Bathija said the confidence of many of his tenants went up during December, and most have some optimism about 2021.

“I don't think there'll be too many people, at least in the suburban retails, who are going to go and fold up,” Bathija said.


While some retail businesses thrived in 2020, others did not. Houston’s smaller mom-and-pop retailers have been particularly hard-hit. Many of those businesses were not deemed essential in the earliest days of the pandemic and had to close for several weeks in March and April.

James said that without the financial buffer enjoyed by larger corporations, it has been much harder for those businesses to survive.

“Their revenue has been impaired, but the rent hasn't gone away. They may have done a short-term deal with the landlord to deal with the pandemic. But now, going into [2021], the landlords are [saying], 'Hey, I want money, we already gave you a deal,'” James said.

Barker said that prior to the holidays, mom-and-pop tenants were more likely to be the ones saying that the holiday season would determine whether they could continue in 2021. However, she hasn’t heard of any pending closures yet as a direct result of lackluster December sales.

“We did have a bunch [of closures] before the end of the year. I haven't had any of my tenants close yet in January. I guess it's just too soon,” Barker said.

James said it is rare to hear national or strong regional tenants say that a strong or weak holiday season will determine the future of a particular store.

“Their sales may be down and they may say, 'Hey, we're going to give it a go, but man, our sales are down.’ And you have to watch it, but they have the wherewithal to wait to see if this is going to come back,” James said.

About 6.4% of Houston’s 363M SF of retail space was vacant during the third quarter of 2020, up from 6.1% during Q2 and 5.6% during Q3 last year, according to JLL’s Q3 2020 retail report. Figures for Q4 2020 are not yet available, but Barker said landlords have generally not sought to lower asking rents.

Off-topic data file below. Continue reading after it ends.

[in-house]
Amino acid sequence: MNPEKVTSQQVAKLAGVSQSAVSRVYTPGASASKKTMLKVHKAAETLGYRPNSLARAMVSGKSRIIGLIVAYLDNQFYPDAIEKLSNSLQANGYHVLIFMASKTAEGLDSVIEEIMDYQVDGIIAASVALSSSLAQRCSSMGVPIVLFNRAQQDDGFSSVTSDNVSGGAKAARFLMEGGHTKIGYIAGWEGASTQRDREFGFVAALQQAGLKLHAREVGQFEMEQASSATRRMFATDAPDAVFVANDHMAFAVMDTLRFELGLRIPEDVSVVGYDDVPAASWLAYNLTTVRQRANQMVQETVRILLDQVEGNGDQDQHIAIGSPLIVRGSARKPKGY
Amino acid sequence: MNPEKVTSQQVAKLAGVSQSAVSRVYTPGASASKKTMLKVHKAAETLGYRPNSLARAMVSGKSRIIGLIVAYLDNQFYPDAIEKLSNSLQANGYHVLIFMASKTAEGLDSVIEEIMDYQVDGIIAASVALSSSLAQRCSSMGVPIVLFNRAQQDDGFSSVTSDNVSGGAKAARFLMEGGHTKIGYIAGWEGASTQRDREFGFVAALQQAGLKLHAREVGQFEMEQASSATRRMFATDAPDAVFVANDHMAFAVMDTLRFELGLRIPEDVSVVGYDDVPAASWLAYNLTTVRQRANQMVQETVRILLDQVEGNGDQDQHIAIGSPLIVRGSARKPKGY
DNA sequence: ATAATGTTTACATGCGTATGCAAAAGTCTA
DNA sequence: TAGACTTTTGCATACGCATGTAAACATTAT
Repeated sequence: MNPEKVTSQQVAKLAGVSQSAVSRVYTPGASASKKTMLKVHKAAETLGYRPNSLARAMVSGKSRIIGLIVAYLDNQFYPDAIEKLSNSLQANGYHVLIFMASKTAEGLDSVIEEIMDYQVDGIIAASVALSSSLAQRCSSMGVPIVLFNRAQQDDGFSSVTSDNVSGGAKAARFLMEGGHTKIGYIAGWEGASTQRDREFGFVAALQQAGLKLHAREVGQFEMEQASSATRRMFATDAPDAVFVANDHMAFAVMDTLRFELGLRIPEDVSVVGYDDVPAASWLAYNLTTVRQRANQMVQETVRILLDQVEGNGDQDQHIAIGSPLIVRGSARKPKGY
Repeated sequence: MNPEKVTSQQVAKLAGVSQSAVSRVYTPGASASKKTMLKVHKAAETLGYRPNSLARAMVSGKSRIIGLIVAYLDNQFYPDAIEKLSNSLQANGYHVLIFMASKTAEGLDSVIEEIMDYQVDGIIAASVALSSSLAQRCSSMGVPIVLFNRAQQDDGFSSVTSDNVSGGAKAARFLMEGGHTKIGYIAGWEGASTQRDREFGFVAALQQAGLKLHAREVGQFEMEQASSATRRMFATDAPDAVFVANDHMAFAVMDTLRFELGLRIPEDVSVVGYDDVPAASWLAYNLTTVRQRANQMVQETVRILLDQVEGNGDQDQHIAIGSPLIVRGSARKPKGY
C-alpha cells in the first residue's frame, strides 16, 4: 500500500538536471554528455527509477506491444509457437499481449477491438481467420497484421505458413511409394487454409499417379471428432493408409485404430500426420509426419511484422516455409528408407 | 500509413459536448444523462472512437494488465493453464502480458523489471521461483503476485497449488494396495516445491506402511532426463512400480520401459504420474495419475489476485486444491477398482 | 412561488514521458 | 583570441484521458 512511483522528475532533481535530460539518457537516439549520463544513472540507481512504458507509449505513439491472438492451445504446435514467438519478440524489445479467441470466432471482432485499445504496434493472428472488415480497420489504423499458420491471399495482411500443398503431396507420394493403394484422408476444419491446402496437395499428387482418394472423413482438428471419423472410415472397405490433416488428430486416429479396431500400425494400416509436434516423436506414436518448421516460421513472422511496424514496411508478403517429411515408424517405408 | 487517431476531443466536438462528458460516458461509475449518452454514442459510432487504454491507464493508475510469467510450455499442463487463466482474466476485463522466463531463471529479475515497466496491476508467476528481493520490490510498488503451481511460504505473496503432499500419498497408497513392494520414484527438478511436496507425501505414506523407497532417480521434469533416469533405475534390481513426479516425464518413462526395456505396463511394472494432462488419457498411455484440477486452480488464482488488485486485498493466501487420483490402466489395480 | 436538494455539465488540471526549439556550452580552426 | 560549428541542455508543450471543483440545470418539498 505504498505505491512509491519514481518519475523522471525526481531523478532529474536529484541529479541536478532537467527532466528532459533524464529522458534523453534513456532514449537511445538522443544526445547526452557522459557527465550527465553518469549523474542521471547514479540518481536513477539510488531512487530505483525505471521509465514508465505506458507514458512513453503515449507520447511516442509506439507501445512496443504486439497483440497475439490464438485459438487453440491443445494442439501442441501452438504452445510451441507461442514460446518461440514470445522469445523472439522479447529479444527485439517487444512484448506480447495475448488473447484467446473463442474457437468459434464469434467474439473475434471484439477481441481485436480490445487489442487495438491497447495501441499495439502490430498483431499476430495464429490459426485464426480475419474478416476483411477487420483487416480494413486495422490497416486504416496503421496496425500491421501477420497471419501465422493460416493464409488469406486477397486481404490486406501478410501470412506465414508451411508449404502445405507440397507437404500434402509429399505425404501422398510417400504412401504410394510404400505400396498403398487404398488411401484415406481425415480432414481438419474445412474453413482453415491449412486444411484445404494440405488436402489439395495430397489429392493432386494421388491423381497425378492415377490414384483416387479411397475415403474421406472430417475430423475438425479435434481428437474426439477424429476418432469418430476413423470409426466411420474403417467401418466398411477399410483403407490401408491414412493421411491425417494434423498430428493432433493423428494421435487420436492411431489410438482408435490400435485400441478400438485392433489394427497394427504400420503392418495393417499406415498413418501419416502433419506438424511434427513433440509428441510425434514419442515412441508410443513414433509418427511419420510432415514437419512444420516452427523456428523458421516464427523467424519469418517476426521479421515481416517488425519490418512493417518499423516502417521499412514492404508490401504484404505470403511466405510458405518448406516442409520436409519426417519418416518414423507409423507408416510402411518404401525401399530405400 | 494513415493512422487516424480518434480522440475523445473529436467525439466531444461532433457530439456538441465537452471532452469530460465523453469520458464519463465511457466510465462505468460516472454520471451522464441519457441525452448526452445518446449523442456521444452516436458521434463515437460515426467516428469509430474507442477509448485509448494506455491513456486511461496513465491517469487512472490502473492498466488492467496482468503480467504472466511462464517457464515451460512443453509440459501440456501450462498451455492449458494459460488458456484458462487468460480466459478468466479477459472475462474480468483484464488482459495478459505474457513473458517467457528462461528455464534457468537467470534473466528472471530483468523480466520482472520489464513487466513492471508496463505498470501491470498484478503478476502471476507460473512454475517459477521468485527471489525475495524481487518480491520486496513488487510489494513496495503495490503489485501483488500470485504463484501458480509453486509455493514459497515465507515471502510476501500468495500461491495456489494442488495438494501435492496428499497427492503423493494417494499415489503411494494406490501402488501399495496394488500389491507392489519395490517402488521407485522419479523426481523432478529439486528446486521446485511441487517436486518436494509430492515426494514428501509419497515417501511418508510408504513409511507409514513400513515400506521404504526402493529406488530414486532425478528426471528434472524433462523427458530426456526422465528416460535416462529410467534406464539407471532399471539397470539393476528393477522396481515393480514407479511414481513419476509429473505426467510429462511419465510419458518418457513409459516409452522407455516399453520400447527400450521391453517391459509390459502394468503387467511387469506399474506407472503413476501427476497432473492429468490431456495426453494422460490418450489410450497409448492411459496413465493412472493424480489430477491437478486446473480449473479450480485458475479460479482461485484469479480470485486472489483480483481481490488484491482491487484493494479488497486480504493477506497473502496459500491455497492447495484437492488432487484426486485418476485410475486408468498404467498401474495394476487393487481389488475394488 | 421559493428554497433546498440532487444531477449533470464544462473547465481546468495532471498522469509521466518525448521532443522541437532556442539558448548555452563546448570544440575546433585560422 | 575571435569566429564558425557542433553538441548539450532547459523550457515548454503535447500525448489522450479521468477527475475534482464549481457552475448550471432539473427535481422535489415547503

“I do not see the rent reductions that I think tenants expect. Landlords are holding the line on their rents, especially for prime locations,” Barker said.


Retail stores across the country took a hit in 2020, as e-commerce became the preferred way to shop for many risk-averse customers. Subsequently, many retailers deferred new leasing activity or expansion plans. But since the announcement of viable vaccines in the fourth quarter, Bathija has noticed significantly more leasing activity across his portfolio.

“I think just in December, I must have signed eight or 10 new leases,” Bathija said. “This whole thing has started after the vaccines were announced.”

But retailers must also face the reality of paying back deferred rent from the first few months of the pandemic. Barker noted that much of the rent relief was transferred into 2021 as an amortized payback, meaning that for many retail tenants, higher rents will start being due this month.

That coincides with several Houston-area counties being forced to roll back their in-store occupancy from 75% to 50% this week, after the region crossed Texas’ hospitalization threshold. As a result, Barker anticipates further fallout in the retail sector.

“I think there's going to be a lot of phone calls to landlords in the first quarter asking for more relief. And I don't know that our landlords are in a position to offer any more than they already have,” Barker said.

James said he agreed that the sector is going to see tenants that still require assistance in 2021 and that both landlords and tenants will need to make some decisions about whether those leases continue or whether it’s time to close.

“We already lost some people; there are people who went out of business already. So people do have some vacancy. People don't want more vacancy. Retention is going to be a big issue, we just don't know how big yet,” James said.